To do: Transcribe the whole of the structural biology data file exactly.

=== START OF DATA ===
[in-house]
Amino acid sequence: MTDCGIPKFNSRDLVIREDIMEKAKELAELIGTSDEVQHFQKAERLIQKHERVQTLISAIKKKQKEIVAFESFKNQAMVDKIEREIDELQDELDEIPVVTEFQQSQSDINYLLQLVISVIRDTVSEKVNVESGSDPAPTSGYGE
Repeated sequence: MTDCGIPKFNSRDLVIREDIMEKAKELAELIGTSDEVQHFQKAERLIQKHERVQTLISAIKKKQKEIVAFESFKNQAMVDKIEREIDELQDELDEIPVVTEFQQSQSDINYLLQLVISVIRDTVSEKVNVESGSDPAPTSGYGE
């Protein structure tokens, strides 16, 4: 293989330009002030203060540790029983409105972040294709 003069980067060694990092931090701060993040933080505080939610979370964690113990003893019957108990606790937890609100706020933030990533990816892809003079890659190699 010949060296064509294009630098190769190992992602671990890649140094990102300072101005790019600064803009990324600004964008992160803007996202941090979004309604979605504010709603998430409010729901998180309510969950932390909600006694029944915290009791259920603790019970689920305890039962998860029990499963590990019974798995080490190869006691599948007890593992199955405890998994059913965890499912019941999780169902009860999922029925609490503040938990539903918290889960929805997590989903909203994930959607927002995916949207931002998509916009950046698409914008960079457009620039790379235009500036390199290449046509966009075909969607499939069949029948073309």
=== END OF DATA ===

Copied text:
[in-house]
Amino acid sequence: MTDCGIPKFNSRDLVIREDIMEKAKELAELIGTSDEVQHFQKAERLIQKHERVQTLISAIKKKQKEIVAFESFKNQAMVDKIEREIDELQDELDEIPVVTEFQQSQSDINYLLQLVISVIRDTVSEKVNVESGSDPAPTSGYGE
Repeated sequence: MTDCGIPKFNSRDLVIREDIMEKAKELAELIGTSDEVQHFQKAERLIQKHERVQTLISAIKKKQKEIVAFESFKNQAMVDKIEREIDELQDELDEIPVVTEFQQSQSDINYLLQLVISVIRDTVSEKVNVESGSDPAPTSGYGE
């Protein structure tokens, strides 16, 4: 293989330009002030203060540790029983409105972040294709 003069980067060694990092931090701060993040933080505080939610979370964690113990003893019957108990606790937890609100706020933030990533990816892809003079890659190699 010949060296064509294009630098190769190992992602671990890649140094990102300072101005790019600064803009990324600004964008992160803007996202941090979004309604979605504010709603998430409010729901998180309510969950932390909600006694029944915290009791259920603790019970689920305890039962998860029990499963590990019974798995080490190869006691599948007890593992199955405890998994059913965890499912019941999780169902009860999922029925609490503040938990539903918290889960929805997590989903909203994930959607927002995916949207931002998509916009950046698409914008960079457009620039790379235009500036390199290449046509966009075909969607499939069949029948073309």